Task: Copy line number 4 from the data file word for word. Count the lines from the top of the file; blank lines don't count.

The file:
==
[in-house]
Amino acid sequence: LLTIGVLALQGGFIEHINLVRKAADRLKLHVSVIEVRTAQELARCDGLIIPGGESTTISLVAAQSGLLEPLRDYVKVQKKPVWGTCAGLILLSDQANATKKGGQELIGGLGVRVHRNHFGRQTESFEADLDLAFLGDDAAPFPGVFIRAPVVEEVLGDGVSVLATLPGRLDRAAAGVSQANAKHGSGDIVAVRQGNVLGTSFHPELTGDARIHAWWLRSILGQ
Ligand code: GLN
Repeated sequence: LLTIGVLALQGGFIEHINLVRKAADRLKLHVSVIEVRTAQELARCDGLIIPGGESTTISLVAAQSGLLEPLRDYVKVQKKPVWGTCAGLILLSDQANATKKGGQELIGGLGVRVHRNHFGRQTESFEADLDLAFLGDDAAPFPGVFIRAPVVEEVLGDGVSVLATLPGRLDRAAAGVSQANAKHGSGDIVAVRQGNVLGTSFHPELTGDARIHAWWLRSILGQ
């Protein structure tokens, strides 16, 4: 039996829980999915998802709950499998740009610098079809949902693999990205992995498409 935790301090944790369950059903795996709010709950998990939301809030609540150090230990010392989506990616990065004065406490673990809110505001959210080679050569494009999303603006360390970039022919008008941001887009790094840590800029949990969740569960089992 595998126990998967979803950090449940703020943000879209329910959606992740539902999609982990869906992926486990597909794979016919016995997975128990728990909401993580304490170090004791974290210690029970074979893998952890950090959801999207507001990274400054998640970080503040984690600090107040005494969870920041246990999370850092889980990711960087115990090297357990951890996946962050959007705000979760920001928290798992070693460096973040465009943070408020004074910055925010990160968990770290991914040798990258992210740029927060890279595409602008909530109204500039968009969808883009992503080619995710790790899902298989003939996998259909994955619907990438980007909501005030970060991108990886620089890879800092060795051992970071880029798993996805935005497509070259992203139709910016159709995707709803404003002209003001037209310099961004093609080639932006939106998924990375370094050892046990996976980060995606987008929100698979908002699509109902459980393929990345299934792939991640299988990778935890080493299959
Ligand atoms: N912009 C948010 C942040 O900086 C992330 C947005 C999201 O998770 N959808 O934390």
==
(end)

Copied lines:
Repeated sequence: LLTIGVLALQGGFIEHINLVRKAADRLKLHVSVIEVRTAQELARCDGLIIPGGESTTISLVAAQSGLLEPLRDYVKVQKKPVWGTCAGLILLSDQANATKKGGQELIGGLGVRVHRNHFGRQTESFEADLDLAFLGDDAAPFPGVFIRAPVVEEVLGDGVSVLATLPGRLDRAAAGVSQANAKHGSGDIVAVRQGNVLGTSFHPELTGDARIHAWWLRSILGQ